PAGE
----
The day started well as I drove in before dawn - a massive full moonset, big amber ball declining over the city.

Time to get those fingers doing the walking again after a pleasant seasonal break. We pretty much stayed close to home and got in some good local treks. Aisling's mum came to stay for a couple of days, which is always a pleasure (nice to be able to say that about yr mum-in-law!).

Had a contact mail from S., an old buddy who has hunted down a few megaliths with me in his day (not to mention going round the world with me). Here is a link to a good site which has info on the megaliths of Leighlinbridge (where S. visited in 2003 and found an impressive mound). This one looks like a pretty decent standing stone: Leighlinbridge is obviously a hot-spot.

posted by A Seeker after Knowledge 3:52 AM

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January 2004 archive
Living somewhere near here:

Lough Dan, Co. Wicklow, Ireland.
Click the piccie for a bigger version ...
Blogs we like
Blogcritics: news and reviews
Where is Raed? in Baghdad
Oblomovka in California
Melanie - this really is a blog.
Deborah - is buzzing in Sweden.
Paulianne diarying in Diois
Karlin Lillington on the move.
Tom Chi making music in Seattle.
The Homeless Guy - out and about.
The Agonist - somewhere in Texas (when he's not touring the Silk Road).
Eric Raymond - an individual.
William Gibson - for as long as he keeps it up.
Ilonina - is random.
SlashDot - geek central.
BoingBoing - a directory of wonderful things.
Bernie Goldbach - is under way in Ireland.
Ideas Asylum - for insanely good ideas.
Tom Murphy - has a PR angle.

Dept. of War-blogging Just to keep an eye on these guys and be reminded that the neo-cons aren't going away any time soon ...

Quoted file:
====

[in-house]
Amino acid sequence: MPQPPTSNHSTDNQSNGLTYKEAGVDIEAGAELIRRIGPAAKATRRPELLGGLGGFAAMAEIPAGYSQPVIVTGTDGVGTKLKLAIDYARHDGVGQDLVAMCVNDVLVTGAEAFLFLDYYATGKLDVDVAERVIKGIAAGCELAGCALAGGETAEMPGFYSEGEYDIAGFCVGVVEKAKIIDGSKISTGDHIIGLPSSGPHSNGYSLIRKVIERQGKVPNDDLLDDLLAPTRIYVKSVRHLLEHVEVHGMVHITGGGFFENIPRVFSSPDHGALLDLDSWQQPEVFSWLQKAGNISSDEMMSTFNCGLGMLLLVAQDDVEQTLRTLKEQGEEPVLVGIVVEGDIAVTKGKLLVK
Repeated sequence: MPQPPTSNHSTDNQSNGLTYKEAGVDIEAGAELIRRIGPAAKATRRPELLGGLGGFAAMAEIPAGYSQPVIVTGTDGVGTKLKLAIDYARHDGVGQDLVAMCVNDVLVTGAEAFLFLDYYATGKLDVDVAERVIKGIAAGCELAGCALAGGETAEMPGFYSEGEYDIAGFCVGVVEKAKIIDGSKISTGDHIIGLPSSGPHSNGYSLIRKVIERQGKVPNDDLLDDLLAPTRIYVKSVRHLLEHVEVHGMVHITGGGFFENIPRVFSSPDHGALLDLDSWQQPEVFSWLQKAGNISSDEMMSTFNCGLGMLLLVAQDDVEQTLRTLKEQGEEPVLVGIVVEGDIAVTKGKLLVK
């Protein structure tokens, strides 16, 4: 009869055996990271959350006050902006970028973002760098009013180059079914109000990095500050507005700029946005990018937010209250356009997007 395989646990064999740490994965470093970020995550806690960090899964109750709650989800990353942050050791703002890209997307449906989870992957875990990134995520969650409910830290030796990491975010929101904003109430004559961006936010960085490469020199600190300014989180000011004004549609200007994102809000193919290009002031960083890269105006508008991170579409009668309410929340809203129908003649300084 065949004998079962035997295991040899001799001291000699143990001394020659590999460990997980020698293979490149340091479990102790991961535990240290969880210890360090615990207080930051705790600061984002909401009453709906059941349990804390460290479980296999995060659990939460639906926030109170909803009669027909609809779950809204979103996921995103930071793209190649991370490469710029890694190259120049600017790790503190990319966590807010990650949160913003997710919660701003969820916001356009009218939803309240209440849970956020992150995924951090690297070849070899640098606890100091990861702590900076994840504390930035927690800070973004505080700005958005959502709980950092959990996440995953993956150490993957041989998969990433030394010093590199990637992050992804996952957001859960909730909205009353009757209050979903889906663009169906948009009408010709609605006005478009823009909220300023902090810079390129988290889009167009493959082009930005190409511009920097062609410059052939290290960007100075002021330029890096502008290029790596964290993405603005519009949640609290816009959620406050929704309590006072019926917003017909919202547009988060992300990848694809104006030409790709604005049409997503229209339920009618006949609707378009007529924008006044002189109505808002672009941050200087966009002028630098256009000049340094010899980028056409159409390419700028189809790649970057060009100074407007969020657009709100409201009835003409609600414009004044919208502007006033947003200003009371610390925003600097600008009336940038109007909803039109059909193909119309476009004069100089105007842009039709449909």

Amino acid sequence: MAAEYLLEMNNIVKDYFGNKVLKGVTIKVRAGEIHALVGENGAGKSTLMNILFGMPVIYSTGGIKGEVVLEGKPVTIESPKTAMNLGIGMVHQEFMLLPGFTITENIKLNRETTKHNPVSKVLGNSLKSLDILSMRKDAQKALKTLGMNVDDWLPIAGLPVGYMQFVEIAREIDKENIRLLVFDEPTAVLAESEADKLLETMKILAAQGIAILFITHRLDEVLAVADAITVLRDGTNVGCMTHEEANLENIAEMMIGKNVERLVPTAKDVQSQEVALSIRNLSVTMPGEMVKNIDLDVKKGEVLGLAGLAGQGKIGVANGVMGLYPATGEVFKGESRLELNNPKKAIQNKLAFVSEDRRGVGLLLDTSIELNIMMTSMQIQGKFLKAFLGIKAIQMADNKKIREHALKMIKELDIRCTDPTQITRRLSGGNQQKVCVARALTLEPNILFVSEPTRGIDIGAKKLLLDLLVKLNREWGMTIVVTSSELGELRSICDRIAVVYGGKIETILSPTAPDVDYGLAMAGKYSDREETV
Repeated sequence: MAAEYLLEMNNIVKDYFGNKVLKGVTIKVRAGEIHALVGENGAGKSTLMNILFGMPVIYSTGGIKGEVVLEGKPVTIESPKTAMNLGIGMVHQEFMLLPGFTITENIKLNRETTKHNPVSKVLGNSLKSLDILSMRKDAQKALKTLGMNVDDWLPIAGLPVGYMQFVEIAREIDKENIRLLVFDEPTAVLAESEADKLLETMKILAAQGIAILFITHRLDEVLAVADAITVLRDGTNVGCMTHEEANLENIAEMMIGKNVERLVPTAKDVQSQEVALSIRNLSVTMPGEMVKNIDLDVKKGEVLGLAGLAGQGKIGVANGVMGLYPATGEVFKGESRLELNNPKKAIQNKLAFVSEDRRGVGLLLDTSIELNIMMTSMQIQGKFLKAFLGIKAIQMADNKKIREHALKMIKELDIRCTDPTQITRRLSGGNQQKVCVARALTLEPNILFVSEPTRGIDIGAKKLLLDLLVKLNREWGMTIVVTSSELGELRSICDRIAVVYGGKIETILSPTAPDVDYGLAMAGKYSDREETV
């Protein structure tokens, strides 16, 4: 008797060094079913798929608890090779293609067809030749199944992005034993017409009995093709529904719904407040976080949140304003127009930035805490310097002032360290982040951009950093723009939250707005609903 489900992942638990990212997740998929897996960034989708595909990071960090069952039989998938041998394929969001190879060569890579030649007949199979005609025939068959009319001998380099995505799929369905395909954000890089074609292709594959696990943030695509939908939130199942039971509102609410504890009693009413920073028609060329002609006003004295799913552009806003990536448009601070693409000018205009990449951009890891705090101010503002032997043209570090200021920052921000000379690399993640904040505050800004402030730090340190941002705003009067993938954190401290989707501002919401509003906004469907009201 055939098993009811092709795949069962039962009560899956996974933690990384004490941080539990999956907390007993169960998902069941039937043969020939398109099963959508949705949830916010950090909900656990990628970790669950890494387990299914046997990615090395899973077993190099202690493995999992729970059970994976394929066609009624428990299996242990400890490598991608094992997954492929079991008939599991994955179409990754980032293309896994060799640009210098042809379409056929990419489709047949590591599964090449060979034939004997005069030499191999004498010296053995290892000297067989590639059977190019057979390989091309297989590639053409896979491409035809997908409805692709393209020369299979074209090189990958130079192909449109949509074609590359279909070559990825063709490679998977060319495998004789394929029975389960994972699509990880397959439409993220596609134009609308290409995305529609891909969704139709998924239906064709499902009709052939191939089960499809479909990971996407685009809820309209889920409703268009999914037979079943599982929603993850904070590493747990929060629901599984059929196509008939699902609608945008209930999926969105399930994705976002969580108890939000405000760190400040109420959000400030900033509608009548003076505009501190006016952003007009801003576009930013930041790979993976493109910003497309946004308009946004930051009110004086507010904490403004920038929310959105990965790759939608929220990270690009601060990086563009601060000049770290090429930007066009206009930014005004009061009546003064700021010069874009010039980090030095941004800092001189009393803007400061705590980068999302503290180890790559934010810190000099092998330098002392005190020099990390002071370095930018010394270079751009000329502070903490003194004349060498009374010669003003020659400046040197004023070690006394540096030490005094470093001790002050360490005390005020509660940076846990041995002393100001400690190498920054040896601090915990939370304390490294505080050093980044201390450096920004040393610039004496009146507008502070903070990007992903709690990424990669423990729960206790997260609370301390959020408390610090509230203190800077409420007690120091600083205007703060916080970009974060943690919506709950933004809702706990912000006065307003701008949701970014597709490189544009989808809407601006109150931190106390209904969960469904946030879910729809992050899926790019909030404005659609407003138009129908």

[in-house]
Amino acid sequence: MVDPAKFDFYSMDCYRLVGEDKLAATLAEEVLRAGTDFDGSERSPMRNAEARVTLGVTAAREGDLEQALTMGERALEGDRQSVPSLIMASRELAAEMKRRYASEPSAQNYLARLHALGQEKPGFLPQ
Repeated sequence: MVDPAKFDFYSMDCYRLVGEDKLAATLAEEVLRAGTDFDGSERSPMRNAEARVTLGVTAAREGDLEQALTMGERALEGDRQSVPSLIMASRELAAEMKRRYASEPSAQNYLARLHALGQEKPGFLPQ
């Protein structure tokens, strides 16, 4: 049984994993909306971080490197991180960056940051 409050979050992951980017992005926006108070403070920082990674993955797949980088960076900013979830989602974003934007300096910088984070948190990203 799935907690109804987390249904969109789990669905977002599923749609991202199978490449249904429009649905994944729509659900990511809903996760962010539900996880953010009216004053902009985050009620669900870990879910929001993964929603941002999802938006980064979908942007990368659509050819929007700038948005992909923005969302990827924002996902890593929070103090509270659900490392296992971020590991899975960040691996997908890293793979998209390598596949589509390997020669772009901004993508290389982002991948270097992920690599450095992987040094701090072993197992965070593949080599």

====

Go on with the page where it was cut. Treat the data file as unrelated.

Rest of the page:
Den Beste - good on engineering topics, rabid on everything else.
John Robb - war-blogging from the armchair (which is the closest to a war-zone most of these guys get).
Instapundit - for breaking news, and a right-wing take on same. "If you've got a modem, I've got a (bigoted) opinion"

February 2004
January 2004
December 2003
November 2003
October 2003
September 2003
August 2003
July 2003
June 2003
May 2003
April 2003
March 2003

I live in Ireland, in a lovely part of the country called Aughrim in the county of Wicklow. I work in South Dublin - it's a long commute - but 2 days a week I work from home. Whenever possible, I walk with my dog Scooby (Scooby's a feisty Glen of Imaal terrier with loadsa character) under beautiful Croghane Mountain.
About the name Mulqueen Mulqueen is a Clare sept, first recorded as a bardic tribe in the annals of the Dal Cais in the 10th century. I'm from Limerick originally myself, and the name is mainly found in south Clare, North Tipperary, and Limerick East. The name is O'Maolchaoin in Gaelic - the "Maol" (as with all the many Irish surnames beginning in "Mul") means "bald". It doesn't mean there were a lot of hair-challenged gents back then! The tag refers to "tribes wearing horn-less helmets" - it wasn't just the Vikings who wore horns, many Irish tribes did too. The "chaoin" means "gentle" in the sense of well-bred (the sense that survives in "gentleman" or "gentility"). Presumably the bardic (poetic) activities are referred to here :-) Anyhow, some of us are still writing - there is a disproportionate number of Mulqueens working in Irish journalism. Heraldic elements in clan history generally tend to be much later additions, but for the record the Mulqueen coat of arms holds a lion and a heart, and the motto: "Fortiter et fideliter" - brave and true.